What was the last book you read to your child?
I’ve read books to her, but being less than a year old she doesn’t really understand me. You get those books where when you open the page it makes a noise: That’s what it’s all about at this stage. I think I was entertaining myself more than her.
What do you fear about yourself as a parent?
Not noticing problems. How many kids have committed suicide and had their parent say, ‘I didn’t notice a thing.” I fear not being vigilant enough about both good and bad things: I want to be supportive.
What do you value?
I actually take quite a lot of pride in the fact that I’m a nice guy. That sounds really puffy to say that, but I know a lot of horrible people I get on with. I hate the idea of upsetting anyone. There’s so much stress in my line of work, and I think it’s important to tell people, “It’ll be alright.” I also think charity is really important. For example, we’ve set up this restaurant were we take on 15 homeless and underprivileged kids every year who want to cook. It’s fabulous to be able to give these kids the simple things they haven’t had: Being talked to, trusted, cuddled, and told, “Good job.” Any good kitchen will tell you their place is like a family. That’s something I take very seriously.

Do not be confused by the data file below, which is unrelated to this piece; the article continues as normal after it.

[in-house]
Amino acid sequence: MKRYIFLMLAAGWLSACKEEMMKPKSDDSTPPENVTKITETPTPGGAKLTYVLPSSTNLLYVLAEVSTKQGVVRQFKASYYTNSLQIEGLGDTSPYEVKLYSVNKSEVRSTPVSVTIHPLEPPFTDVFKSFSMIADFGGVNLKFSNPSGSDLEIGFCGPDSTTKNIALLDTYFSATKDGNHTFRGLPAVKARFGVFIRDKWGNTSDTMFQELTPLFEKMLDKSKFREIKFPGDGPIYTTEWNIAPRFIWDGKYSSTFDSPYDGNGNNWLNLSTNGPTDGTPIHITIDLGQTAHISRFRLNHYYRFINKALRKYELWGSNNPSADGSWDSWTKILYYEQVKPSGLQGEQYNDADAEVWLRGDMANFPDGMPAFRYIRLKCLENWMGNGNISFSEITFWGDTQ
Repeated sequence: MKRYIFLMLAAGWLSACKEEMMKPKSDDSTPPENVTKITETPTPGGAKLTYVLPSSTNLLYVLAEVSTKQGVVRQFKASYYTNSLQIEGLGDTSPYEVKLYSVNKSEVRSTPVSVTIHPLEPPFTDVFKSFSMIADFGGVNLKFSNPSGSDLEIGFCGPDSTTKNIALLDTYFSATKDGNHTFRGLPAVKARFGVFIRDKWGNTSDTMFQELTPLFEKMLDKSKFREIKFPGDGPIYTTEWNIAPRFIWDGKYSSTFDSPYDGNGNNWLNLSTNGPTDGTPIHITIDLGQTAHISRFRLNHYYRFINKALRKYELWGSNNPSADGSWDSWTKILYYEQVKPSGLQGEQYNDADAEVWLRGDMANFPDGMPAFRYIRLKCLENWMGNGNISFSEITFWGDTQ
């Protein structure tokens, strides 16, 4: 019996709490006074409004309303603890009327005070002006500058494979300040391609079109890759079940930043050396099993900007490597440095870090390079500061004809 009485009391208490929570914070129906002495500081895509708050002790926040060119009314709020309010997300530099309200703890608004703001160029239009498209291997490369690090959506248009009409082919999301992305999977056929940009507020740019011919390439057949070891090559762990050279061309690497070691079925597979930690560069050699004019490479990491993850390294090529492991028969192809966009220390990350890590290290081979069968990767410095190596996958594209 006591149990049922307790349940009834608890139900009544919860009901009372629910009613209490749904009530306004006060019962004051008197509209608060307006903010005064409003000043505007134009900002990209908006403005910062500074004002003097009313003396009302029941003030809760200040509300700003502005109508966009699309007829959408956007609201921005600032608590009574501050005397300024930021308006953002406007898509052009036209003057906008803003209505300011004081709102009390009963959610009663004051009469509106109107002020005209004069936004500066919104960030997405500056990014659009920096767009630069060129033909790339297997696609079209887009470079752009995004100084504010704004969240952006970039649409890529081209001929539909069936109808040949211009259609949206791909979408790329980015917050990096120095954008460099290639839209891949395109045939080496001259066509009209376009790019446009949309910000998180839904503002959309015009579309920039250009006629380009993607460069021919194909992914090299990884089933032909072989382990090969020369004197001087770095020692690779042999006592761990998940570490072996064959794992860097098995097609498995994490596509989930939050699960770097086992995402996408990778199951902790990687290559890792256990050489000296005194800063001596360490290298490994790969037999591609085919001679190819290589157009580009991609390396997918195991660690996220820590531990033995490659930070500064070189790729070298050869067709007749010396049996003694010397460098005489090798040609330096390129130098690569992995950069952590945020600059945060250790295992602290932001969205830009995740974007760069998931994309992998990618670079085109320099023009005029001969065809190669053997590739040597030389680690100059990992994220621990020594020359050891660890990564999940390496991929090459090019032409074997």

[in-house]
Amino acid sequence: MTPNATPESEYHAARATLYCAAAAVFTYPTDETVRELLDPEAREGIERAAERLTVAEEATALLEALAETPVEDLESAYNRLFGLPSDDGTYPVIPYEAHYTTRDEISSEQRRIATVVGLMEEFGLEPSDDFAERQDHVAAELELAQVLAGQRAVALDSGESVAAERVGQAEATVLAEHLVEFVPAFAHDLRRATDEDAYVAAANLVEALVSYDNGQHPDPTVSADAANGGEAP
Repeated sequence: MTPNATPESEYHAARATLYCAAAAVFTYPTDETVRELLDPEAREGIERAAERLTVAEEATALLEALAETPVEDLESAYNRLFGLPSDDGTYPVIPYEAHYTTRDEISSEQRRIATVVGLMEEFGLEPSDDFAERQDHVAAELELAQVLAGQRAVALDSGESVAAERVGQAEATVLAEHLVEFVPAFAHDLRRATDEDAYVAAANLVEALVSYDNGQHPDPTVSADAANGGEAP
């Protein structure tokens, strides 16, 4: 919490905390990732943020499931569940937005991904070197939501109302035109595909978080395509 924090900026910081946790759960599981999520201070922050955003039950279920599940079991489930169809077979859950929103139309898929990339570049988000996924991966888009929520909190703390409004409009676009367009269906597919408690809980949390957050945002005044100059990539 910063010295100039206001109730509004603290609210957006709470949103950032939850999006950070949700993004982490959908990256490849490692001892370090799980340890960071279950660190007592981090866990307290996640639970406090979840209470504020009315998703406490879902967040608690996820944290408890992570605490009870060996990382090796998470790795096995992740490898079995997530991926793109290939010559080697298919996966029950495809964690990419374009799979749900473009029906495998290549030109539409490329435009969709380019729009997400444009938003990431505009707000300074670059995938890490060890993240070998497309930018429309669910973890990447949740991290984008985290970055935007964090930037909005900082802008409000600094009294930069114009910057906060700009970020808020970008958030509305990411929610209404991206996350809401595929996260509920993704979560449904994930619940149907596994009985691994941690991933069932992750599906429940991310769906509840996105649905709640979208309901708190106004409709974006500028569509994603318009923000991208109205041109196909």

If you could protect your child from one thing -- forever -- what would it be?
I think drugs more than anything. I grew up in a lovely part of England, but there were always drugs all over the place. Now living in London and traveling around the world, you see all the problems it causes. No man wants his little daughter to get involved in that sort of thing. You kind of wish them luck, really, don’t you? If you try too hard to protect them everything, you end up with an insecure kind who never wants to walk out the bloody door.
What is the trait you would least like your child to inherit?
Trying to do things too quick. I try and do ten things instead of just five. I just want to get things done. I’m quite manic, which I suppose is why I’m a drummer. But I think it’s important to just chill out sometimes.
Who are your child-rearing heroes?
Definitely my dad. I always thought he was cool because he had the answers to everything. He’s also a massive doer: People would ask him to do stuff and he’d just get it done.
How do you answer when your child asks, "What is God?"
Organized religion has caused some of the biggest wars in the world. But as a synopsis of the philosophies of life and what you should do in terms of what you should or shouldn’t do, the Bible still relates today. I’m not really a very religious person, but I know what’s right and wrong. And maybe that is religion: knowing right from wrong.
If you could pick your child's mentors, who would they be?
I think real mentors are not people you see on the telly. I think it’s always lovely to think of local people as mentors you can draw from: family and friends. The whole celebrity thing can be good, but it’s a lot of bullshit too.
What cherished object will you bequeath to your child?
I’ve got a 1958 VW camper van. I’ve spent 5 years doing it up, and now it’s a beautiful thing. I never want to sell it. But maybe the best thing to pass on would be my pestle and mortar. Either that or it’d make a good gravestone for me.
How would you like your child to remember you?
Just with a smile, really.